Bernadette Ardelli - Professor and Principal Investigator at Brandon University

Above: Image © ClaudioVentrella, iStock Photo

Bernadette Ardelli

Dean of Science, Professor and Principal Investigator at Brandon University

Tell us about yourself

I was born in Sydney, Nova Scotia, which is located on the beautiful island of Cape Breton. I currently live in Brandon, Manitoba. I relocated to Brandon for employment. Fun activities include reading, swimming, biking and skating.

What is your research about?

Most diseases are treated with drugs. If a drug is used too much and too often, resistance develops, and the drug no longer works. My research is about trying to figure out why drugs stop working.

What have you enjoyed the most about your research?

The most enjoyable moment is when there is a story to tell. Working in the lab is a 9-5 job. The student researchers and I spend hours in the lab performing experiments, collecting data and then analyzing it. We may spend several years trying to figure out a problem. When we feel that the story is complete, the work is published so that others in the scientific community can read about our work.

What have you found most challenging about your research?

My research involves live parasites. The parasites must be grown in a liquid that must be free of other living organisms, particularly bacteria. We can't add antibiotics to the medium to keep the bacteria out, as the antibiotics kill the parasites. It can be frustrating to spend weeks growing large quantities of parasites only to end up with secondary bacterial growth. Since we are trying to figure out why the drugs stop killing the parasites (due to resistance) we can't have bacteria or antibiotics present. The lesson - there are no shortcuts to any place worth going.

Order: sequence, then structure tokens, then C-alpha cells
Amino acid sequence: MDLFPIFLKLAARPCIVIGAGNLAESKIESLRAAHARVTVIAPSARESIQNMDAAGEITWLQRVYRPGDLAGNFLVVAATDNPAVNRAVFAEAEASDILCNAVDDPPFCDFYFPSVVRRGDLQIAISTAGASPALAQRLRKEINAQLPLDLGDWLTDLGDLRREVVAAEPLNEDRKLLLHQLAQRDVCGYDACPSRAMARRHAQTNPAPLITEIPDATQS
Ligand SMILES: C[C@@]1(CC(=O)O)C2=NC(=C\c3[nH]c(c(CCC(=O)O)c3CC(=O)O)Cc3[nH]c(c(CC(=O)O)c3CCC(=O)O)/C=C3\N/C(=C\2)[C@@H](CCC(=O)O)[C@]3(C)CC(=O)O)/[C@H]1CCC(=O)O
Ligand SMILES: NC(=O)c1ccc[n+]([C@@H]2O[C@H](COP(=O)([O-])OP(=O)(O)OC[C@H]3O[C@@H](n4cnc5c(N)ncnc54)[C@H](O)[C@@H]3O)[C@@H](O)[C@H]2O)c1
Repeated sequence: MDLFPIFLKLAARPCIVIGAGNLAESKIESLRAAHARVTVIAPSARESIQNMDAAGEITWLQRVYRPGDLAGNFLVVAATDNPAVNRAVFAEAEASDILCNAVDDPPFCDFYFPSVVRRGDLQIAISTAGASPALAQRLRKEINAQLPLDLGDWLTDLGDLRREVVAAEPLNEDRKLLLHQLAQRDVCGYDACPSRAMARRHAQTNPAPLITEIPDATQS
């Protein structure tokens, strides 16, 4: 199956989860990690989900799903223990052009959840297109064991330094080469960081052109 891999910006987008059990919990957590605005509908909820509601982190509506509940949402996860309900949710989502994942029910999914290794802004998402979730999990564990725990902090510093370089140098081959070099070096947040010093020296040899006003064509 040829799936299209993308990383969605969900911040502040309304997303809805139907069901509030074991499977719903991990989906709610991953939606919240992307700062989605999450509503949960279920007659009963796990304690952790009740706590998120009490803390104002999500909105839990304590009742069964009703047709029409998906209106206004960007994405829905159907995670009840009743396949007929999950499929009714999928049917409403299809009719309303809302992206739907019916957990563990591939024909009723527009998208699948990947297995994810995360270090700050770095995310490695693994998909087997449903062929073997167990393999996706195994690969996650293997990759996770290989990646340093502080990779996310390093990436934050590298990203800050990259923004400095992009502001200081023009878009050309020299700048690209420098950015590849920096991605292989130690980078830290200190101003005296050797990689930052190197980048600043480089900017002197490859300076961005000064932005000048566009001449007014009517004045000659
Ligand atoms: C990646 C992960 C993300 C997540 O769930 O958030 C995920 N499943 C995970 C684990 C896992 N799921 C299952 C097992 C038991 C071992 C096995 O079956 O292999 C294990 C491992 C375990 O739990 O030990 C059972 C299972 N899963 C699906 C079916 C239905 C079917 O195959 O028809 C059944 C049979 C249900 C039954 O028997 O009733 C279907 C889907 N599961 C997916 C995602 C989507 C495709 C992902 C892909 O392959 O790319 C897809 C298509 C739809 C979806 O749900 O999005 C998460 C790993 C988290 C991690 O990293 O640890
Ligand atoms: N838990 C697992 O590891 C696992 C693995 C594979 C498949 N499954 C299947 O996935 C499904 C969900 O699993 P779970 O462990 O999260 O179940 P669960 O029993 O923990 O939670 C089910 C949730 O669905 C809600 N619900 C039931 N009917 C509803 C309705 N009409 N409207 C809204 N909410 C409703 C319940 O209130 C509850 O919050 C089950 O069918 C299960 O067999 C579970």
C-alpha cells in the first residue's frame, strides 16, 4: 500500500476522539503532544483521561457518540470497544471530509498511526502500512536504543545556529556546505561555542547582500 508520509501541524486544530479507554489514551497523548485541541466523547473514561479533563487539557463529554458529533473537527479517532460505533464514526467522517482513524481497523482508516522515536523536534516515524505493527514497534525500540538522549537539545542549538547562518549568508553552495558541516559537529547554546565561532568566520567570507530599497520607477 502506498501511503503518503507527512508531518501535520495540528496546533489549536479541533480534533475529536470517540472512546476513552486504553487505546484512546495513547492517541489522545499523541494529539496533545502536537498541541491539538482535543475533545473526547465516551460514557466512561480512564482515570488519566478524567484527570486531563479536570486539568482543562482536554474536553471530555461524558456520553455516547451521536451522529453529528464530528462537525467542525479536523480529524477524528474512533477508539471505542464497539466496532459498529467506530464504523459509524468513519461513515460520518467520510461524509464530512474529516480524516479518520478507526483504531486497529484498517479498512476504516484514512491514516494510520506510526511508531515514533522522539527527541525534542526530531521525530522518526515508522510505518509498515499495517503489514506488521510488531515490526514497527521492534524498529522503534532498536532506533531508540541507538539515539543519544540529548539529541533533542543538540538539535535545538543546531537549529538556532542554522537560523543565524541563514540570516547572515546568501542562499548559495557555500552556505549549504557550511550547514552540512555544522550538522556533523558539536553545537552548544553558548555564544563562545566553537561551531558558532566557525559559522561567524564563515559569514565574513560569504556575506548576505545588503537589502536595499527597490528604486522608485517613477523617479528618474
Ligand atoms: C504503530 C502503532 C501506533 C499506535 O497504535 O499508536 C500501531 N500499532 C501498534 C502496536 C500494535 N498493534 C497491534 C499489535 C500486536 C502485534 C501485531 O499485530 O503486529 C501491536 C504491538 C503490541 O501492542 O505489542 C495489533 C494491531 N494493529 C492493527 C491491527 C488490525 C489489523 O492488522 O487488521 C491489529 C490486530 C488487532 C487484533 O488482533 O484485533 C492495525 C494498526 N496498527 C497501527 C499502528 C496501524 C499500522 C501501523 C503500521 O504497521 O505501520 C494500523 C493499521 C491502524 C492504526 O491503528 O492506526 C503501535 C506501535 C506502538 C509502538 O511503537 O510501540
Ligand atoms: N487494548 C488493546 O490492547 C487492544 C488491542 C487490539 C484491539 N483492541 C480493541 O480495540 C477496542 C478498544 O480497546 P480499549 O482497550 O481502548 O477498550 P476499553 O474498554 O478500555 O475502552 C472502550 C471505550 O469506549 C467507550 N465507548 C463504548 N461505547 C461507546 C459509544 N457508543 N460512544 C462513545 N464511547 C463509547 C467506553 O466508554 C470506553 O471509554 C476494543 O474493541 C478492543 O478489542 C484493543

How has your research experience influenced your career path?

I will continue to work in research. As an educator working at a university, research is part of my job.

How has your research impacted the world?

Most diseases are treated by drugs. The misuse and overuse of drugs has created drug resistance. There are very few drugs that make it to the market for public use. That's because there are a series of very stringent tests that are used to determine their safety, and many drugs fail these tests. The idea of just switching to use another drug is not always possible. Just as people are related, so are drugs. If a person develops resistance to a drug, they generally develop resistance to that drug's "relatives" as well.

What do you predict will be the next big breakthrough in your field of research?

The discovery of a way to combat resistance that develops in the drugs used to treat cancer.

What motivates you to do research?

I originally wanted to be a marine biologist (and "play" with sharks) after reading a book about the "shark lady", Dr. Eugenie Clark. As there were no jobs in 'shark studies', my career led me along a path where I developed strategies for combating fish diseases.

Tell us about your 'Eureka' moment

Like many people, I had always assumed that drug resistance developed in the parasites. However, I conducted a study that showed that the host (where the parasite lives) had an influence on the drug as well.


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